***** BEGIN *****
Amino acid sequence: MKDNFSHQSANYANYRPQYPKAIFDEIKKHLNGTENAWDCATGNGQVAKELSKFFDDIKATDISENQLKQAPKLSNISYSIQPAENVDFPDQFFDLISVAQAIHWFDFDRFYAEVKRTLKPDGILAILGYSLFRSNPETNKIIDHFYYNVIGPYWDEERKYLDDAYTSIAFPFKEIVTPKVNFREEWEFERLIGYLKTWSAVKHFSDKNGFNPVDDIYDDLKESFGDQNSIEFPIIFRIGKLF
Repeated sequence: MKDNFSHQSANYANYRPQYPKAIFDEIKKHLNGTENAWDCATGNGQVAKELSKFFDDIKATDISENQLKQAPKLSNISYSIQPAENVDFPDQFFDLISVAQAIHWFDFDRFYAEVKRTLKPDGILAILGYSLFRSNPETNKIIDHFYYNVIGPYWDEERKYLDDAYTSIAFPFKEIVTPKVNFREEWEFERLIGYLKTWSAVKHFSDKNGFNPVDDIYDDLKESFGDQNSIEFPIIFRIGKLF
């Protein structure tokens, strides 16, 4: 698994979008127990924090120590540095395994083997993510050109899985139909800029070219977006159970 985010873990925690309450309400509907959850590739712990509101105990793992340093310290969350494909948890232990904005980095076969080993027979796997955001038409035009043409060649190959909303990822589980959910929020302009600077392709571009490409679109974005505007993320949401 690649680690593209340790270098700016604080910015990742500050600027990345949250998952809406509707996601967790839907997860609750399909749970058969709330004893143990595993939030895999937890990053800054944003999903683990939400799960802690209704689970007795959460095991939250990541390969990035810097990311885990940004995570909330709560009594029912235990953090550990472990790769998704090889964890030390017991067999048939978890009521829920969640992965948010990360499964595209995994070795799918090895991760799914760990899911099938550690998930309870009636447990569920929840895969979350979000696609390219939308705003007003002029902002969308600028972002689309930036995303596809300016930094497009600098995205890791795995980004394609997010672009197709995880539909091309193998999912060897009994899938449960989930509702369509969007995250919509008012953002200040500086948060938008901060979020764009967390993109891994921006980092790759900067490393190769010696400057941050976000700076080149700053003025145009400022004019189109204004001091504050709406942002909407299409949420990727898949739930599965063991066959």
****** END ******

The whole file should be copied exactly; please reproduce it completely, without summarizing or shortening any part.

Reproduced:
Amino acid sequence: MKDNFSHQSANYANYRPQYPKAIFDEIKKHLNGTENAWDCATGNGQVAKELSKFFDDIKATDISENQLKQAPKLSNISYSIQPAENVDFPDQFFDLISVAQAIHWFDFDRFYAEVKRTLKPDGILAILGYSLFRSNPETNKIIDHFYYNVIGPYWDEERKYLDDAYTSIAFPFKEIVTPKVNFREEWEFERLIGYLKTWSAVKHFSDKNGFNPVDDIYDDLKESFGDQNSIEFPIIFRIGKLF
Repeated sequence: MKDNFSHQSANYANYRPQYPKAIFDEIKKHLNGTENAWDCATGNGQVAKELSKFFDDIKATDISENQLKQAPKLSNISYSIQPAENVDFPDQFFDLISVAQAIHWFDFDRFYAEVKRTLKPDGILAILGYSLFRSNPETNKIIDHFYYNVIGPYWDEERKYLDDAYTSIAFPFKEIVTPKVNFREEWEFERLIGYLKTWSAVKHFSDKNGFNPVDDIYDDLKESFGDQNSIEFPIIFRIGKLF
């Protein structure tokens, strides 16, 4: 698994979008127990924090120590540095395994083997993510050109899985139909800029070219977006159970 985010873990925690309450309400509907959850590739712990509101105990793992340093310290969350494909948890232990904005980095076969080993027979796997955001038409035009043409060649190959909303990822589980959910929020302009600077392709571009490409679109974005505007993320949401 690649680690593209340790270098700016604080910015990742500050600027990345949250998952809406509707996601967790839907997860609750399909749970058969709330004893143990595993939030895999937890990053800054944003999903683990939400799960802690209704689970007795959460095991939250990541390969990035810097990311885990940004995570909330709560009594029912235990953090550990472990790769998704090889964890030390017991067999048939978890009521829920969640992965948010990360499964595209995994070795799918090895991760799914760990899911099938550690998930309870009636447990569920929840895969979350979000696609390219939308705003007003002029902002969308600028972002689309930036995303596809300016930094497009600098995205890791795995980004394609997010672009197709995880539909091309193998999912060897009994899938449960989930509702369509969007995250919509008012953002200040500086948060938008901060979020764009967390993109891994921006980092790759900067490393190769010696400057941050976000700076080149700053003025145009400022004019189109204004001091504050709406942002909407299409949420990727898949739930599965063991066959």